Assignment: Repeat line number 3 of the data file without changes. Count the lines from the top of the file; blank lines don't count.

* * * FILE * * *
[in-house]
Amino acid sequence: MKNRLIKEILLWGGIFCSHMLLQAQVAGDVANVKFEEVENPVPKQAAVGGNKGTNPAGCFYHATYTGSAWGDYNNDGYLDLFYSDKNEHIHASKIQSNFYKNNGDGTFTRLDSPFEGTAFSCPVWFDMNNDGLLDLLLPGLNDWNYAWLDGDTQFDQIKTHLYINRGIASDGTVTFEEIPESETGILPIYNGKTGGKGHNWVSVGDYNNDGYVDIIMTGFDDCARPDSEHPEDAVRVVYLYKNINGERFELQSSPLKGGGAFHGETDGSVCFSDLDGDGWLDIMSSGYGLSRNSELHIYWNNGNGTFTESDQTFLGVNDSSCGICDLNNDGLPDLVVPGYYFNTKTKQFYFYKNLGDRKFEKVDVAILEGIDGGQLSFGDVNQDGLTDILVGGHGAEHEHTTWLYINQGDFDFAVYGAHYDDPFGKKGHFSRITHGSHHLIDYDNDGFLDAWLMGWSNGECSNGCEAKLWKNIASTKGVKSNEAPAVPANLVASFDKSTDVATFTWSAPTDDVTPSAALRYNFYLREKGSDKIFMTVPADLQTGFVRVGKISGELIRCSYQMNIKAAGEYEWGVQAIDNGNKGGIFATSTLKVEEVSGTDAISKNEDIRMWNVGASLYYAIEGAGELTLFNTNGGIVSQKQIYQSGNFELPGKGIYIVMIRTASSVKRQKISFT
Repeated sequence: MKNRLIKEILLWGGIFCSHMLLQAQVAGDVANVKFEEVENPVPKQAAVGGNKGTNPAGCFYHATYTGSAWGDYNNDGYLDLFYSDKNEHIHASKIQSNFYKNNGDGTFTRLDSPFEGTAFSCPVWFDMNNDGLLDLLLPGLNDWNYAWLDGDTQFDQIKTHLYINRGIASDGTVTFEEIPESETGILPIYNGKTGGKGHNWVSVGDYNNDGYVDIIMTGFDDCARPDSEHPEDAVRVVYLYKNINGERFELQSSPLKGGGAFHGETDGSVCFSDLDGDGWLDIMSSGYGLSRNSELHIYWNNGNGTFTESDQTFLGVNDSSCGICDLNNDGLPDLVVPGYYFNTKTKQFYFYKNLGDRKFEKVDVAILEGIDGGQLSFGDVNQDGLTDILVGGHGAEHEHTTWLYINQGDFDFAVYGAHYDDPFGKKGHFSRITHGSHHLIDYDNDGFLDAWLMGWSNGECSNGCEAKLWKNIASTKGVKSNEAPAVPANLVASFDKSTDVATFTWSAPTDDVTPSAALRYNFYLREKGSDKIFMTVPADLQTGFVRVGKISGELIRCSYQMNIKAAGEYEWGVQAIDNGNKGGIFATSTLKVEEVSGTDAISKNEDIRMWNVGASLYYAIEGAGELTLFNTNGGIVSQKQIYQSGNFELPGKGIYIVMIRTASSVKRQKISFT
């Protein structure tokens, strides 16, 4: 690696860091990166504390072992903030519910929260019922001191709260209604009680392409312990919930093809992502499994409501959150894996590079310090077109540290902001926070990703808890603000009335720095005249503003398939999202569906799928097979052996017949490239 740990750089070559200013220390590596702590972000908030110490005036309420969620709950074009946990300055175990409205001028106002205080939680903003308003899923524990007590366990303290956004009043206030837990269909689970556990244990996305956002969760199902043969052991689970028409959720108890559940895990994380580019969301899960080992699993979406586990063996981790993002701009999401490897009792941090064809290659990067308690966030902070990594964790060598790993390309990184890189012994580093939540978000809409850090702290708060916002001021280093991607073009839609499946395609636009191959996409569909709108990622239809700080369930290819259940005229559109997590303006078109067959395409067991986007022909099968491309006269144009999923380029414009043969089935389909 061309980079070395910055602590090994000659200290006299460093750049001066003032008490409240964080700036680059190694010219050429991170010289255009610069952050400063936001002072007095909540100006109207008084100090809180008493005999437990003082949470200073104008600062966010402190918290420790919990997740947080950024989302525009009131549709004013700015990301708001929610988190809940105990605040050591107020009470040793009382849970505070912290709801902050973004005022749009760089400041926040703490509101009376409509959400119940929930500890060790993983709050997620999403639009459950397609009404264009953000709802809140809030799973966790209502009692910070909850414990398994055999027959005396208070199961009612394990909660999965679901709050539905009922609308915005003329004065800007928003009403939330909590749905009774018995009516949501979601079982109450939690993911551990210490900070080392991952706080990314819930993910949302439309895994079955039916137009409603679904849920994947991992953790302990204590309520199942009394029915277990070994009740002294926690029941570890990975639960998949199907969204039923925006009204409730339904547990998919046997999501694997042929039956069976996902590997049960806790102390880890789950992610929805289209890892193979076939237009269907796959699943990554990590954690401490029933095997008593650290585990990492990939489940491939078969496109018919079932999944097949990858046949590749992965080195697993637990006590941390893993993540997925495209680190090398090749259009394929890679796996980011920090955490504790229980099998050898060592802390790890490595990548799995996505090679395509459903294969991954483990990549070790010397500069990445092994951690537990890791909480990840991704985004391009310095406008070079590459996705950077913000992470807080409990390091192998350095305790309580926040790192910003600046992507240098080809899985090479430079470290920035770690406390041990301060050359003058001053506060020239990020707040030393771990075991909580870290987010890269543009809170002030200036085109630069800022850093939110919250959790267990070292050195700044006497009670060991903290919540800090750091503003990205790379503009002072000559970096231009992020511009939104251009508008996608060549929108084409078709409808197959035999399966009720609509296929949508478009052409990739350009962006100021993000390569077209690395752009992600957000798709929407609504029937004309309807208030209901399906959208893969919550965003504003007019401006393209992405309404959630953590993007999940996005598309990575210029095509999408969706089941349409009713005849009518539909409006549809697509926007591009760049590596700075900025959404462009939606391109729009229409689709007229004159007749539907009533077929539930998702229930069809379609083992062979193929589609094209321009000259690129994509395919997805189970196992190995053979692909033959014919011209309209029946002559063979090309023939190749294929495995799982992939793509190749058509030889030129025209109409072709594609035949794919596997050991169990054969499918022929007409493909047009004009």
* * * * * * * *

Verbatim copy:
Repeated sequence: MKNRLIKEILLWGGIFCSHMLLQAQVAGDVANVKFEEVENPVPKQAAVGGNKGTNPAGCFYHATYTGSAWGDYNNDGYLDLFYSDKNEHIHASKIQSNFYKNNGDGTFTRLDSPFEGTAFSCPVWFDMNNDGLLDLLLPGLNDWNYAWLDGDTQFDQIKTHLYINRGIASDGTVTFEEIPESETGILPIYNGKTGGKGHNWVSVGDYNNDGYVDIIMTGFDDCARPDSEHPEDAVRVVYLYKNINGERFELQSSPLKGGGAFHGETDGSVCFSDLDGDGWLDIMSSGYGLSRNSELHIYWNNGNGTFTESDQTFLGVNDSSCGICDLNNDGLPDLVVPGYYFNTKTKQFYFYKNLGDRKFEKVDVAILEGIDGGQLSFGDVNQDGLTDILVGGHGAEHEHTTWLYINQGDFDFAVYGAHYDDPFGKKGHFSRITHGSHHLIDYDNDGFLDAWLMGWSNGECSNGCEAKLWKNIASTKGVKSNEAPAVPANLVASFDKSTDVATFTWSAPTDDVTPSAALRYNFYLREKGSDKIFMTVPADLQTGFVRVGKISGELIRCSYQMNIKAAGEYEWGVQAIDNGNKGGIFATSTLKVEEVSGTDAISKNEDIRMWNVGASLYYAIEGAGELTLFNTNGGIVSQKQIYQSGNFELPGKGIYIVMIRTASSVKRQKISFT